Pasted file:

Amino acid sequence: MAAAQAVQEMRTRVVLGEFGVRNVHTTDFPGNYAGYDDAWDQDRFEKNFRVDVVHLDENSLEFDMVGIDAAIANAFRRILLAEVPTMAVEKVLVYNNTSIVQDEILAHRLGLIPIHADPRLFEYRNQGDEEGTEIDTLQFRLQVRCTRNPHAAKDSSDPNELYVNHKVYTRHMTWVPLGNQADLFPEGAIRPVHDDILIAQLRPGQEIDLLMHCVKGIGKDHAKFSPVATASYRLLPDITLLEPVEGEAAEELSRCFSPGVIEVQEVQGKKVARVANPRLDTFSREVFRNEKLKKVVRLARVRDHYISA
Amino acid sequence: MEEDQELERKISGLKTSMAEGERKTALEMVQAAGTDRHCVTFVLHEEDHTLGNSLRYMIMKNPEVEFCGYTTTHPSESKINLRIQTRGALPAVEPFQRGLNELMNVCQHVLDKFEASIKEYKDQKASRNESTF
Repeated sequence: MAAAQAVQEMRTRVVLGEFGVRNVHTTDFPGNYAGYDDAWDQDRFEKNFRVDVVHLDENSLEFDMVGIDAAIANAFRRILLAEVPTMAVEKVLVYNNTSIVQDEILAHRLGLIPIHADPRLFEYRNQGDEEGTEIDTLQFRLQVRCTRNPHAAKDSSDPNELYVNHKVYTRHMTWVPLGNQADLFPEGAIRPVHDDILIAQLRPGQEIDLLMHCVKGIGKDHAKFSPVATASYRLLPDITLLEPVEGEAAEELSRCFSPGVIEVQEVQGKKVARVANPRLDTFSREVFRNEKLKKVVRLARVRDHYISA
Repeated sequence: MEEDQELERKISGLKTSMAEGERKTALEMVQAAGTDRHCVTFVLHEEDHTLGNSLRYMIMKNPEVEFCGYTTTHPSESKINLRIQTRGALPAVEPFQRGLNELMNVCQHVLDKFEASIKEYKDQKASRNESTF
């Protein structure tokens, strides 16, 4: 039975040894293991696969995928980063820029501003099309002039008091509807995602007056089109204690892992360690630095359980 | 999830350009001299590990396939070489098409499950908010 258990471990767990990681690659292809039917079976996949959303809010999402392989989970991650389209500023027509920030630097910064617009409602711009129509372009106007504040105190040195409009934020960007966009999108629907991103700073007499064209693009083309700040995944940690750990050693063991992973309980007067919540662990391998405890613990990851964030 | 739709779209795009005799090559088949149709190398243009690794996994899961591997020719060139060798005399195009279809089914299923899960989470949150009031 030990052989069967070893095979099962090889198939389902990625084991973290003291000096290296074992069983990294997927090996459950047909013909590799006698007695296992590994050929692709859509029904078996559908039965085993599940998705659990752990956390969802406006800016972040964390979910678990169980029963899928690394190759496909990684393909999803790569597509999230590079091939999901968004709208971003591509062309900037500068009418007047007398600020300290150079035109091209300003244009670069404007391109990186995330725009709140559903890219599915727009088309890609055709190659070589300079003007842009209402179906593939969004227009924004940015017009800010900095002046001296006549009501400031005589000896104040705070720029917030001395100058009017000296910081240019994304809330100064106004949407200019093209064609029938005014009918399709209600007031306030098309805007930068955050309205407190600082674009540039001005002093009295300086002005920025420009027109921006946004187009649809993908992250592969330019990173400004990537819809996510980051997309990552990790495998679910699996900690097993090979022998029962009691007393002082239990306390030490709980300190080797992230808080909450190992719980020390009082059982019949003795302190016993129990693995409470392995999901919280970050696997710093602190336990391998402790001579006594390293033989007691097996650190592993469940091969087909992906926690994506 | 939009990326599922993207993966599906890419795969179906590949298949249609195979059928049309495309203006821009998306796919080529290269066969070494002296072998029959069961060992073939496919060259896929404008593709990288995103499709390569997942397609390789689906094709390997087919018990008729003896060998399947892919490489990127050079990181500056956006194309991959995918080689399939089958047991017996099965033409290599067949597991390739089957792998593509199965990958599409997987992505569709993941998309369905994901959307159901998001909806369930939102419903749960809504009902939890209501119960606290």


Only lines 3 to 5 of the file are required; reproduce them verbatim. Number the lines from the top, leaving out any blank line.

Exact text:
Repeated sequence: MAAAQAVQEMRTRVVLGEFGVRNVHTTDFPGNYAGYDDAWDQDRFEKNFRVDVVHLDENSLEFDMVGIDAAIANAFRRILLAEVPTMAVEKVLVYNNTSIVQDEILAHRLGLIPIHADPRLFEYRNQGDEEGTEIDTLQFRLQVRCTRNPHAAKDSSDPNELYVNHKVYTRHMTWVPLGNQADLFPEGAIRPVHDDILIAQLRPGQEIDLLMHCVKGIGKDHAKFSPVATASYRLLPDITLLEPVEGEAAEELSRCFSPGVIEVQEVQGKKVARVANPRLDTFSREVFRNEKLKKVVRLARVRDHYISA
Repeated sequence: MEEDQELERKISGLKTSMAEGERKTALEMVQAAGTDRHCVTFVLHEEDHTLGNSLRYMIMKNPEVEFCGYTTTHPSESKINLRIQTRGALPAVEPFQRGLNELMNVCQHVLDKFEASIKEYKDQKASRNESTF
């Protein structure tokens, strides 16, 4: 039975040894293991696969995928980063820029501003099309002039008091509807995602007056089109204690892992360690630095359980 | 999830350009001299590990396939070489098409499950908010 258990471990767990990681690659292809039917079976996949959303809010999402392989989970991650389209500023027509920030630097910064617009409602711009129509372009106007504040105190040195409009934020960007966009999108629907991103700073007499064209693009083309700040995944940690750990050693063991992973309980007067919540662990391998405890613990990851964030 | 739709779209795009005799090559088949149709190398243009690794996994899961591997020719060139060798005399195009279809089914299923899960989470949150009031 030990052989069967070893095979099962090889198939389902990625084991973290003291000096290296074992069983990294997927090996459950047909013909590799006698007695296992590994050929692709859509029904078996559908039965085993599940998705659990752990956390969802406006800016972040964390979910678990169980029963899928690394190759496909990684393909999803790569597509999230590079091939999901968004709208971003591509062309900037500068009418007047007398600020300290150079035109091209300003244009670069404007391109990186995330725009709140559903890219599915727009088309890609055709190659070589300079003007842009209402179906593939969004227009924004940015017009800010900095002046001296006549009501400031005589000896104040705070720029917030001395100058009017000296910081240019994304809330100064106004949407200019093209064609029938005014009918399709209600007031306030098309805007930068955050309205407190600082674009540039001005002093009295300086002005920025420009027109921006946004187009649809993908992250592969330019990173400004990537819809996510980051997309990552990790495998679910699996900690097993090979022998029962009691007393002082239990306390030490709980300190080797992230808080909450190992719980020390009082059982019949003795302190016993129990693995409470392995999901919280970050696997710093602190336990391998402790001579006594390293033989007691097996650190592993469940091969087909992906926690994506 | 939009990326599922993207993966599906890419795969179906590949298949249609195979059928049309495309203006821009998306796919080529290269066969070494002296072998029959069961060992073939496919060259896929404008593709990288995103499709390569997942397609390789689906094709390997087919018990008729003896060998399947892919490489990127050079990181500056956006194309991959995918080689399939089958047991017996099965033409290599067949597991390739089957792998593509199965990958599409997987992505569709993941998309369905994901959307159901998001909806369930939102419903749960809504009902939890209501119960606290």